Millercenter.org’s summary of speech:
“After the death of President William Henry Harrison, Vice President John Tyler assumes the presidency. He is the first ever to do so, setting the precedent for presidential succession”
Thoughts on Transcript:
President Tyler is the first to take office following the death or resignation of a sitting president. Rather than an Inaugural Address, he instead has a statement delivered to Congress where he acknowledges the oddity of the situation and promises to carry forth the ideals of the man who had been elected president.
There really isn’t much new here that hasn’t been said: Re-affirmation of neutrality in foreign affairs, use of the military for defense, and danger of concentrating power in government are all topics explored at length with previous addresses. A couple of topics that are interesting: Patronage (something that Jackson decried) and the growing corps of government jobs bestowed upon supporters; and the danger of having both the treasury and military under the same branch of government. Tyler promises to remove those people from government who are inadequate for their jobs, or who actively criticize his policies or partake in partisanship.
I’ve noticed this through the speeches I’ve read so far: They come in waves in terms of the issues important to the people. William Henry (why do I always include the middle name? I learned it that way, but I don’t know why) Harrison excluded, all of the Presidents to this point have emphasized maybe 6 different issues. Usually, one of those issues is foreign policy related – either urging war or urging neutrality (or both). Another may or may not be related to the Native Americans and dealings with them. A third will extol certain aspects of our government. A fourth may encourage infrastructure development. And so on. Tyler seems to be in the middle of a wave that is concerned about how the Treasury is run and its connection to the Executive Branch (digging back in my mind to AP History, I think there was a crash during Van Buren’s presidency) as well as the spoils system. Oddly enough, he doesn’t talk about the issues balancing States’ Rights and the Federal Government except in passing. Did Jackson’s actions strengthening the Executive Branch do enough to remove this issue from the table or is Tyler just trying to ignore the elephant in the room?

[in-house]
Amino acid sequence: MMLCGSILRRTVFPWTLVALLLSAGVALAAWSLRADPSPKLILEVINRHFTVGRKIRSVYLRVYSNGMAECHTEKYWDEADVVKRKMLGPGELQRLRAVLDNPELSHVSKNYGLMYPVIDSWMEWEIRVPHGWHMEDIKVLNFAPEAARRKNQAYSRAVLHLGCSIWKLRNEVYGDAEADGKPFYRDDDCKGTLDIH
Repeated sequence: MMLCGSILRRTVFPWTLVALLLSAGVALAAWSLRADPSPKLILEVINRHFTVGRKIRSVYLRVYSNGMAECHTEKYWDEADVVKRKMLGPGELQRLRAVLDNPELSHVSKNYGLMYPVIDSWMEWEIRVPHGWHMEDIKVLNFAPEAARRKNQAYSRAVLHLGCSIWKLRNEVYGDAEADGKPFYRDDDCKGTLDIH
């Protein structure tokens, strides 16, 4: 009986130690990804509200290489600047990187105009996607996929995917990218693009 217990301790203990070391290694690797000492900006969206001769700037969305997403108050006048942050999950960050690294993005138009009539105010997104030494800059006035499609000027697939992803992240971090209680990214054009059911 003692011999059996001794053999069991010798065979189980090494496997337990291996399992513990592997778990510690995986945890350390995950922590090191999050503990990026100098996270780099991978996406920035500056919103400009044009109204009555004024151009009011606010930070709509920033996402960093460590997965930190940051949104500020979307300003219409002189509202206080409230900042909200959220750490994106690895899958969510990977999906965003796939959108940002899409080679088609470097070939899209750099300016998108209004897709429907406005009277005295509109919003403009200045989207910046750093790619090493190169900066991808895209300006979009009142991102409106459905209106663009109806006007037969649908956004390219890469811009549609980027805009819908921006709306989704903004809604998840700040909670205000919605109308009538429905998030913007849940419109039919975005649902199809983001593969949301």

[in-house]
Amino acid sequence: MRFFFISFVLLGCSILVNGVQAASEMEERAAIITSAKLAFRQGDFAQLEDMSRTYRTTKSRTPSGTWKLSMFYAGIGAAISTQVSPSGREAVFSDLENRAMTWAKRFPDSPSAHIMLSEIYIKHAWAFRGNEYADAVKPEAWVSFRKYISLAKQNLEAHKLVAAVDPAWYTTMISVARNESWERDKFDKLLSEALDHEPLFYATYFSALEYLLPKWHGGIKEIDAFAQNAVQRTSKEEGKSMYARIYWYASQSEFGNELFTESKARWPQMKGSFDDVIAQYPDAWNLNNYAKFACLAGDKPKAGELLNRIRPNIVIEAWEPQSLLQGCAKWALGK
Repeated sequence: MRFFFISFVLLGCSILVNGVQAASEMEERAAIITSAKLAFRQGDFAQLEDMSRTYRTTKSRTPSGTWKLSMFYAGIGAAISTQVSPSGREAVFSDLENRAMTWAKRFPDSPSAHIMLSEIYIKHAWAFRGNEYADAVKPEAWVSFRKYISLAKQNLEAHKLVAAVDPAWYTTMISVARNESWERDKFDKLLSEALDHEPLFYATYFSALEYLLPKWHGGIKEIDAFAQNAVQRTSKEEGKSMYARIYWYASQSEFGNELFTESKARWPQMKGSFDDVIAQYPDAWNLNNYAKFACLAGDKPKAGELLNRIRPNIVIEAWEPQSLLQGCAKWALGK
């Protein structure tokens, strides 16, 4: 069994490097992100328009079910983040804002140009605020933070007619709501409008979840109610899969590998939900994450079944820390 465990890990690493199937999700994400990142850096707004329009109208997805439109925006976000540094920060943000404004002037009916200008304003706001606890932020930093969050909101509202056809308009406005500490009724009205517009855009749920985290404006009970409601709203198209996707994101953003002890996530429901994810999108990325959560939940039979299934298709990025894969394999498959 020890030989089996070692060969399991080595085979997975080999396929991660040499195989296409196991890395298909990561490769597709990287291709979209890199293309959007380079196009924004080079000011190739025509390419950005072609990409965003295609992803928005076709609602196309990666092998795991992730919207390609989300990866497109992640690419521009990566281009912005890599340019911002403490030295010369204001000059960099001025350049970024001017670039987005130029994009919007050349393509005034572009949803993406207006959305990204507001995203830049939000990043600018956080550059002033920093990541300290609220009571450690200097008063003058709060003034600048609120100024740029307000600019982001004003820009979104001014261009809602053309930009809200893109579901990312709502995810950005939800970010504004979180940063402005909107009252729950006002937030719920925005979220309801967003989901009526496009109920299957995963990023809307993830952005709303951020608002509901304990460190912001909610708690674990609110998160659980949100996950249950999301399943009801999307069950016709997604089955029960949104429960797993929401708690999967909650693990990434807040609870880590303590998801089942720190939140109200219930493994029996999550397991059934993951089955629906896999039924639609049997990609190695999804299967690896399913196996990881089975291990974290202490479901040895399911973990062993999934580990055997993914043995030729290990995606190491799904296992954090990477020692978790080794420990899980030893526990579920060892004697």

Also: Tyler likes his use of the word “sedulously” and is notable in that I had to look up several words from his speech – more than any other speech to this point.
sedulously: “diligently in application or pursuit OR involving or accomplished with careful perseverance”
sinecure: “a position requiring little or no work but giving the holder status or financial benefit”
Notes on speech:
- Memorial of prior president
- Foreign policy of neutrality
- Danger of patronage
- Removing political appointees (who were appointed by previous admin) from office
- Clear and understandable budget
- Talk of money supply and currency manipulation (?)
- Government is subservient to people, not vice versa
Phrases I have underlined, starred, or otherwise marked:
“Upon him you had conferred your suffrages for the first office in your gift, and had selected him as your chosen instrument to correct and reform all such errors and abuses as had manifested themselves from time to time in the practical operation of the Government.”
“For the first time in our history the person elected to the Vice-Presidency of the United States, by the happening of a contingency provided for in the Constitution, has had devolved upon him the Presidential office.”
“In regard to foreign nations, the groundwork of my policy will be justice on our part to all, submitting to injustice from none.”